Why are market economists so bullish?

Many economists are bullish on a rate rise, but the RBA board's latest minutes make this look very optimistic.

The Reserve Bank of Australia has maintained its neutral stance on policy but there remains considerable uncertainty surrounding the economic outlook. The property sector remains strong but beyond that there are a number of cracks that could prove difficult to fill.

The RBA monthly board minutes are often a mixed bag. They occasionally provide additional insight into the central bank’s thinking but more often than not they simply communicate a dated view of the economy.

The minutes this month were mostly of the latter variety. There has been a notable shift in market sentiment since the RBA met on October 7 and markets are pricing in an 38 per cent chance that the RBA will cut rates by June next year (at the same time 26 of the 27 economists surveyed by Bloomberg believe that the next rate move is up).

It is not uncommon for the market and market economists to be in disagreement. I can remember times while working at the RBA when sentiment from both sources was completely at odds with internal discussions.

But it does warrant some further discussion. Why are market economists so bullish?

The main reason for believing that rates should rise -- either now or next year -- is that the housing market continues to be quite strong. Conventional thinking is that rates need to rise to either ease pressure in the property market or ensure that the market doesn’t become overheated.

At the same time, booming prices -- combined with low interest rates -- continue to support residential investment. For some economists, this is sufficient to believe that the Australian economy is rebalancing and well-placed to absorb the collapse in mining investment.

This is faulty thinking for two reasons. First, the RBA has already indicated that they are prepared to reduce pressure in the property market via macroprudential policies (Another RBA warning on housing, October 10); and second, residential investment accounted for just 3.2 per cent of real GDP in the June quarter.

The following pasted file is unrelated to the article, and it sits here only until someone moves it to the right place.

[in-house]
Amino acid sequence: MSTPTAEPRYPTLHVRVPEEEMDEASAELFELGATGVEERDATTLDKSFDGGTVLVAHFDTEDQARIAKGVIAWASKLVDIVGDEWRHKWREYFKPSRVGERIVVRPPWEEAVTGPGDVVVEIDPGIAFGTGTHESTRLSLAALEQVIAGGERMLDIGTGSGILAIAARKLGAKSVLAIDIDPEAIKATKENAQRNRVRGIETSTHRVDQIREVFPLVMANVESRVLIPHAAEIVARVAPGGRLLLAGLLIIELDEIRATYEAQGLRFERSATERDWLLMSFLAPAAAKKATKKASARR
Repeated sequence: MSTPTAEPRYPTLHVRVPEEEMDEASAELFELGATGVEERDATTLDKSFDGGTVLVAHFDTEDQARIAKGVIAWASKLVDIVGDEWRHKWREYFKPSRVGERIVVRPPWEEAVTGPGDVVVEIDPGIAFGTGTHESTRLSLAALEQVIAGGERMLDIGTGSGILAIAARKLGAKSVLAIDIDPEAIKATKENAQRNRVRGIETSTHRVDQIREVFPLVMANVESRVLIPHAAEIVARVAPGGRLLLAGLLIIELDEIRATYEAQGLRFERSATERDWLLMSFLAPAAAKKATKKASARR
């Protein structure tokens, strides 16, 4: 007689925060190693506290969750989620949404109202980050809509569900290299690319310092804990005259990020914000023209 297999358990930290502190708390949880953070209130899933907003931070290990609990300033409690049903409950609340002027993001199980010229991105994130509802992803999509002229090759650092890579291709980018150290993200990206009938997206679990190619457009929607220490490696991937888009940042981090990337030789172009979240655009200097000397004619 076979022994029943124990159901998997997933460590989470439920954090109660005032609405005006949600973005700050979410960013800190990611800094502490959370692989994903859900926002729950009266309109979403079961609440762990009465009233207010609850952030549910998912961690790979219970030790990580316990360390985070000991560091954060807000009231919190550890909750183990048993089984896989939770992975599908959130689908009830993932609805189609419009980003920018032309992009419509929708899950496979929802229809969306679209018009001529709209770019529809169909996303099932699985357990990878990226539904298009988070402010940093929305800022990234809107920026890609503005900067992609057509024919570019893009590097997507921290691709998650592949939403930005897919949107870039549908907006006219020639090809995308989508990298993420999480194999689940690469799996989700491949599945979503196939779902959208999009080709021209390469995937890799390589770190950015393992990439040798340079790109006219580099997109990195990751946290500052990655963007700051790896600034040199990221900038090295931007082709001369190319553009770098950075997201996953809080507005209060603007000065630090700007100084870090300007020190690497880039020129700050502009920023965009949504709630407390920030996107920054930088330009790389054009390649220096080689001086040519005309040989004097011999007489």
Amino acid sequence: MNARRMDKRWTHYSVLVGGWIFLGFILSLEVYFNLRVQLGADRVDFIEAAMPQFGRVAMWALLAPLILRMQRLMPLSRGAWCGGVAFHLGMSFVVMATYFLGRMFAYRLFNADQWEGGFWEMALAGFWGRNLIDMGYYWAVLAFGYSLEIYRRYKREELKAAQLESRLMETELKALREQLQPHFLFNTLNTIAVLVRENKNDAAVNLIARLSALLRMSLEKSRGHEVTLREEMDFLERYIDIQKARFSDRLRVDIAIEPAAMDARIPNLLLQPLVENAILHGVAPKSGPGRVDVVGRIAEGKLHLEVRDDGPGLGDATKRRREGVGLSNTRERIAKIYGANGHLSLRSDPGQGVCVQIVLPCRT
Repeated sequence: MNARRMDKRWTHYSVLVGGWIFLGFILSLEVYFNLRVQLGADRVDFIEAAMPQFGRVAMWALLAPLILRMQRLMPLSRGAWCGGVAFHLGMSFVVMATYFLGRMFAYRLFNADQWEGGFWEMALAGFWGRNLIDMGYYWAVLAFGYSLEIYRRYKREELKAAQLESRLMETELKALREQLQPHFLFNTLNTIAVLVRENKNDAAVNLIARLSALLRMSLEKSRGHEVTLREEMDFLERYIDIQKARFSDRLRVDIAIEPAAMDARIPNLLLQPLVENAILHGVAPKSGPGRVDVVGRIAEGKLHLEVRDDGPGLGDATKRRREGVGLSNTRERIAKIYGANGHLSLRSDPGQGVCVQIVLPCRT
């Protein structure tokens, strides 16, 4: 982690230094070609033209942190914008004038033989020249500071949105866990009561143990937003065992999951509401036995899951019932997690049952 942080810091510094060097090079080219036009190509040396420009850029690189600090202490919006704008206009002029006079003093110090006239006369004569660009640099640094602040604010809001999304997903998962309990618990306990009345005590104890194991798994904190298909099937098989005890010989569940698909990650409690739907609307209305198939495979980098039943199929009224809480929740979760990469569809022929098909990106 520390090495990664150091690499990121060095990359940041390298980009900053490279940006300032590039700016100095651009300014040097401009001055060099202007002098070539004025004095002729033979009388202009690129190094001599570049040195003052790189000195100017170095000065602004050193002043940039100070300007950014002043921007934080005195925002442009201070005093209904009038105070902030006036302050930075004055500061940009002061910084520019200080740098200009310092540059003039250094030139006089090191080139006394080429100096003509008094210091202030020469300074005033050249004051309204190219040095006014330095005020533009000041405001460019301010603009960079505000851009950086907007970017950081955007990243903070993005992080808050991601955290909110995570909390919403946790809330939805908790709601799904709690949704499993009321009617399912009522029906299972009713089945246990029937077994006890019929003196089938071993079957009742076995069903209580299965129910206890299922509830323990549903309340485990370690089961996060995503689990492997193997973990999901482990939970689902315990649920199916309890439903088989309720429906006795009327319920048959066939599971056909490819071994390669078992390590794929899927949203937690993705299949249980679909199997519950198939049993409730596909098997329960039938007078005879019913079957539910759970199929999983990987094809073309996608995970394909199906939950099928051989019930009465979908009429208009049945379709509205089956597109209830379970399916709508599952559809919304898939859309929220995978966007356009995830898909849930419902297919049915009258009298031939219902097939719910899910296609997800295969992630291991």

The first reason makes it clear that the RBA will not allow monetary policy to be held hostage by the property market. The second suggests that analysts should avoid concentrating too much on just the housing sector.

The property sector is incredibly important to bank and household balance sheets, but from the perspective of monetary policy it is just one piece of a broader puzzle. Rates may rise in 2015 but housing will be only one factor. Exports, household spending and business investment are set to play a much larger role in whether the RBA cut or hike rates next year or the year after.

A closer look at those other factors reveals that a rate rise next year remains highly unlikely.

Consider household spending for example. Retail trade growth has eased considerably since the beginning of the year and increasingly reflects population growth rather than higher wages. With immigration showing signs of moderating and real wages declining, household spending is set to come under considerable pressure over the next year.

What about exports? Net exports declined in the June quarter but are widely expected to bounce back over the remainder of the year. Export volumes are expected to be strong but owing to a much lower terms of trade, the income we receive from those exports isn’t going as far as it once did.

Furthermore, the Chinese economy continues to moderate and infrastructure investment has clearly begun a period of consolidation. This will weigh on the demand for Australian iron ore and coal exports.

Finally, there remains considerable uncertainty surrounding the collapse in mining investment. The RBA noted in its August Statement on Monetary Policy that “there is no guarantee that the rebalancing of spending will be a smooth process”, and that it may prove highly disruptive to the Australian economy, resulting in either “excess demand for, or supply of, particular labour skills or types of capital”.

Non-mining investment intentions have improved somewhat and are likely to rise over the 2014-15 financial year. But that won’t be sufficient to offset the decline in mining investment, which is set to decline by around 20 per cent in nominal terms (A weakening investment outlook for businesses, August 28).

In the presence of such uncertainty, readers should be apprehensive about cash rate expectations from both financial markets and market economists. Rarely has forecasting interest rates been more difficult. A slight change in assumption for mining investment or commodity prices may lead to a very different path for the cash rate over the next few years.

During such uncertain times, it is important to focus on the most important factors driving the Australian economy. The property sector simply isn’t one of those factors, but household spending and the mining sector certainly is.

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